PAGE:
How do you resolve the tension between falling into a filter bubble on one hand, and having your media be an abyss of stupidity and hostility on the other?
I have opinions on things, and like everyone else, I like being told I’m right. I’ve also seen what happens when people don’t have their opinions challenged often enough, and it’s not pretty. I’ve changed my mind about things in the past, and I’ll do it again. I have wrong opinions right now, and if they’re not challenged, I may never identify them. Filter bubbles will not help me to have correct views.
It’s also true that we read difference as insult, that unnecessarily hostile interactions cause me stress, and that Twitter in particular (“the hellsite“, at least following Tumblr’s slide out of relevance) has a structure that can spark hostile interactions at a high rate.
So this is what I do: I try to look for the people I disagree with, who are interesting, who can ground their claims, and who engage with disagreement rather than ignoring or abusing people. I’m not perfect at this, but it’s working for me right now.
With that in mind, these are some accounts of people or groups I disagree with, mostly on Twitter, and why. Roughly in order of most recommended follow to most recommended block:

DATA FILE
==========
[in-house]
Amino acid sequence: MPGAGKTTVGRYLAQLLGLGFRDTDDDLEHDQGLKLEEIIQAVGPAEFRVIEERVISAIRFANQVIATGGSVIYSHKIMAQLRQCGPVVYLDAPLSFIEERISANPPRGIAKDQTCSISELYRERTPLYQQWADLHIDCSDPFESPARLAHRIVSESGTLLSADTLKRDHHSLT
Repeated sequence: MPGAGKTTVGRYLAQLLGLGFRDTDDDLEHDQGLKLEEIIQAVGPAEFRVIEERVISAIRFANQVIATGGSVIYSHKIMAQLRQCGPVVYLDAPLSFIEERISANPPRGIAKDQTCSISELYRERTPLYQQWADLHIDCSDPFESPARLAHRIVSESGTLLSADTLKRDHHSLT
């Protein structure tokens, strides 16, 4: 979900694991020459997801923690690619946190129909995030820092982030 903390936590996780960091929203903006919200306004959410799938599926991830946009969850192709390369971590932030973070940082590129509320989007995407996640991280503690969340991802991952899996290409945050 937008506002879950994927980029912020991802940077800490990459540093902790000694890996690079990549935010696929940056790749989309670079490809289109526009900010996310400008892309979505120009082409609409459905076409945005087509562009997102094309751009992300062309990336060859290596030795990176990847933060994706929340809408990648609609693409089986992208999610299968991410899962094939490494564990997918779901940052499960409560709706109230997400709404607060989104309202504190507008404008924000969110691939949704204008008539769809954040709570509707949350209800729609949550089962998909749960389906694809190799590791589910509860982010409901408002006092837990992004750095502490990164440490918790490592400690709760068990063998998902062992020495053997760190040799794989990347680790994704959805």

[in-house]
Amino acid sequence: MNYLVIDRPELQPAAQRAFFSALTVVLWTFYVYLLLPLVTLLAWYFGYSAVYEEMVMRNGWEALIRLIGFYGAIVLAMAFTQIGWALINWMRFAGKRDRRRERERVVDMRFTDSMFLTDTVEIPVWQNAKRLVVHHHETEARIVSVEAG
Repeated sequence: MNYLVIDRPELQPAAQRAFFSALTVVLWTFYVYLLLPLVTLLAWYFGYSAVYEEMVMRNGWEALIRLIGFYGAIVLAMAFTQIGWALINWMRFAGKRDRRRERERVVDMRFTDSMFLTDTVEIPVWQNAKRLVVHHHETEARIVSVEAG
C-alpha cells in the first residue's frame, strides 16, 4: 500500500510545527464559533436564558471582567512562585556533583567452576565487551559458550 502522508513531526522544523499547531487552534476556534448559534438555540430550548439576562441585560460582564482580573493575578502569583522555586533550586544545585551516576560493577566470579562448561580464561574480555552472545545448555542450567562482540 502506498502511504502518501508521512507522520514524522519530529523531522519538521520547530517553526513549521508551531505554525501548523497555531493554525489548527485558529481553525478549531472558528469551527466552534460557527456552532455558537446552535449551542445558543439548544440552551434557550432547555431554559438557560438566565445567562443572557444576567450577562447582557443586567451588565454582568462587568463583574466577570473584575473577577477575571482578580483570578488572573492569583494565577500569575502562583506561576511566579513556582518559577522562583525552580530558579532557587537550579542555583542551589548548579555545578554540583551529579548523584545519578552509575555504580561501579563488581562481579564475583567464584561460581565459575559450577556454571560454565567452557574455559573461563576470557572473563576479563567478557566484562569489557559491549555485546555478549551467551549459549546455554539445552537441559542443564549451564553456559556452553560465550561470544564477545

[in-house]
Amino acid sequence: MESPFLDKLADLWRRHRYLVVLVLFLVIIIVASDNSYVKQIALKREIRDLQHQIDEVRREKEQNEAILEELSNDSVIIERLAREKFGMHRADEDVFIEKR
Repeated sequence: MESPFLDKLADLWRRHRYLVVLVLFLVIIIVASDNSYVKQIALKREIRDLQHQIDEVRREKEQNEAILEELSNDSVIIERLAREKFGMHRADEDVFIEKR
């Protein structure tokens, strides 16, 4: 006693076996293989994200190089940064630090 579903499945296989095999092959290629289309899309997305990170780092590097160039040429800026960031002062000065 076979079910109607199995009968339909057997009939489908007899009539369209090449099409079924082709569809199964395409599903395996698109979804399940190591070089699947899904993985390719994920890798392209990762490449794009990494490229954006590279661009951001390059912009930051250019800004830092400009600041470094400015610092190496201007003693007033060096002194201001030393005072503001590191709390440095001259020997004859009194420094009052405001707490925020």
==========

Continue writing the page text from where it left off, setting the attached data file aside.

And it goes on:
Miss Snuffy: Enthusiastically followed. Katharine Birbalsingh is a bit of a hate figure for some people, and while I certainly don’t agree with her about everything, she doesn’t deserve that. I don’t share all of her values, but I do agree with her that education is incredibly important, and the UK does not do it well. My ideal school and hers may not look the same, but she has an actual school, and impressive results, so I think she has earned her soapbox.
Eric Raymond: Blog read regularly. Probably the most controversial placing here. He’s openly libertarian and pro-gun, which I’m not, but for me falls within the bounds of respectable. I believe him when he says he’s not a Republican, but he certainly seems to spend more time attacking Democrats. Still, being a Republican is respectable too. The killer for a lot of people, I think, would be his views on racial differences in average IQ; that is beyond the pale. On the flip side, he writes well: he writes about software from a place of expertise, and he writes about politics and society with an impressive breadth of reference. Some of his opinions and conclusions I find appalling, and I don’t share his values, but he holds his opinions for reasons, and he doesn’t make poor arguments.
Peter Hitchens: I wish I could selectively mute him. He’s bad at justifying his theism, and some of his takes on the law are not good. However, he will engage people who disagree with him, I sympathise with his less interventionist stance on foreign policy, and I think he makes an interesting point about policing. I don’t share his values, of course, but he can clearly link his policy prescriptions to his values.
Toby Young: I agree with him about the importance of free speech, and I wish the left had not given up so much of this ground. If he ever manages to get his free speech union into a worthwhile legal fight, I may even chip in. Most of what he writes is just tosh though. Muted for this recent classic: